Editorials

Ailing Clinton needs to cure her penchant for secrecy

Hillary Clinton in New York on Sunday after leaving a 9/11 ceremony.
Hillary Clinton in New York on Sunday after leaving a 9/11 ceremony. The Associated Press

The Twittersphere is blowing up with conspiracy theories about Hillary Clinton. Again.

And once more, Clinton has no one but herself to blame.

People get sick. It is part of the human condition. On Sunday, Clinton apparently became overheated and dehydrated at a 9/11 commemoration in New York. Her knees appeared to buckle and Secret Service agents had to help her into a waiting SUV, and she was whisked off to Chelsea Clinton’s apartment.

We know this not because her campaign aides put out a press release. That would have been too transparent for Clinton. Instead, an onlooker happened to have recorded the episode on his phone and released the video.

A few hours later, Clinton emerged from the apartment, declared that it was a beautiful day in New York, chatted with a cute little girl, and drove off. But what if it wasn’t Clinton after all? Or so the latest conspiracy chatter goes.

Fanned by talk radio and cable news, this week’s wild speculation is that it wasn’t Clinton who left Chelsea’s Manhattan apartment. The claim, right out of some Hollywood thriller, is that a body double stood in for the ailing Clinton.

No matter that the supposed sleight of hand occurred with numerous reporters, professional news photographers and camera operators as direct eyewitnesses. The internet played some mind-bending tricks with photos and the theories took off, as internet theories tend to do.

All this might have been avoided were it not for a lie of omission by Clinton and her campaign. Evidently, Clinton was diagnosed with pneumonia on Friday and urged to rest.

Her campaign aides, however, failed to disclose that fact publicly. The candidate thought she could soldier on by attending the 9/11 ceremony. Voters would be none the wiser, and Donald Trump and his surrogate Rudy Giuliani would have no more fodder for their claim that she is not up to the task of being president. Clearly, Clinton’s tactic didn’t work out so well.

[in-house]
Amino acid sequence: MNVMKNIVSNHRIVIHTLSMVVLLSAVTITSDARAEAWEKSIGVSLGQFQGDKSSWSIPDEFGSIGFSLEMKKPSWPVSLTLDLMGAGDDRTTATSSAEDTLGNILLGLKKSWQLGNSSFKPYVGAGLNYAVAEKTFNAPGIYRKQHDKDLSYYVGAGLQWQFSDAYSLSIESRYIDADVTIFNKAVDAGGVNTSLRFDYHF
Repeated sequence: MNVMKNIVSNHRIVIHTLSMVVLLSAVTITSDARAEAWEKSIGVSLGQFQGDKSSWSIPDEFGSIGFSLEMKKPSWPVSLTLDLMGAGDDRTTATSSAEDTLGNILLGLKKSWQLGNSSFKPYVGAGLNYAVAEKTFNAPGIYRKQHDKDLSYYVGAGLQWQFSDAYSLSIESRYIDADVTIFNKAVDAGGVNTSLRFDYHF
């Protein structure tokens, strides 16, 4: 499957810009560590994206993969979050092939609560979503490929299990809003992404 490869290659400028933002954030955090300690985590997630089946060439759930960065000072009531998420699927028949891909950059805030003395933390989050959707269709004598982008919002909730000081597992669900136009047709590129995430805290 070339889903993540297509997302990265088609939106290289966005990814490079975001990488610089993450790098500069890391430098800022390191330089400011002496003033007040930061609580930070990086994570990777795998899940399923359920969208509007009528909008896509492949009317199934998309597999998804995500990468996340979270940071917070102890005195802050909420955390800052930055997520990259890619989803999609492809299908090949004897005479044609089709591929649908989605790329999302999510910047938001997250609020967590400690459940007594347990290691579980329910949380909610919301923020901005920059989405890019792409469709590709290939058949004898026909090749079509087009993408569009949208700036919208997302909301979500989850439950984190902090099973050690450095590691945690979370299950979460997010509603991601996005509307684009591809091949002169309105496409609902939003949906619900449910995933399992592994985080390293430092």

So here we are, eight weeks until the Nov. 8 election, and Clinton’s campaign, promising at last to release detailed medical records, is grappling not only with a sick candidate but with another flare-up of doubt from voters who don’t, or at least feel they shouldn’t, trust her.

Meanwhile, Clinton and her aides are not talking about her vision for the next four years, or Trump’s failure to release his tax returns, or the recent report that he used other people’s money to make charitable contributions in his name, or that he made highly questionable campaign donations to Florida Attorney General Pam Bondi, or that Trump has an unnatural affinity for Russian President Vladimir Putin.

As anyone who flies knows, travel is hazardous to one’s health. It’s worse on the campaign trail. Presidential candidates spend days and weeks at a time on the road, breathing recycled air on jets, shaking hands with strangers, and sleeping in unfamiliar beds.

Voters understand that people get sick. It’s actually a wonder more national candidates don’t end up with pneumonia. But as with her email debacle, when she failed to take responsibility quickly, Clinton’s first impulse was to stonewall.

Clinton’s overweening penchant for secrecy might not be a fatal flaw, but it’s a real liability in the internet era – and an affliction that she must remedy before it cripples her.

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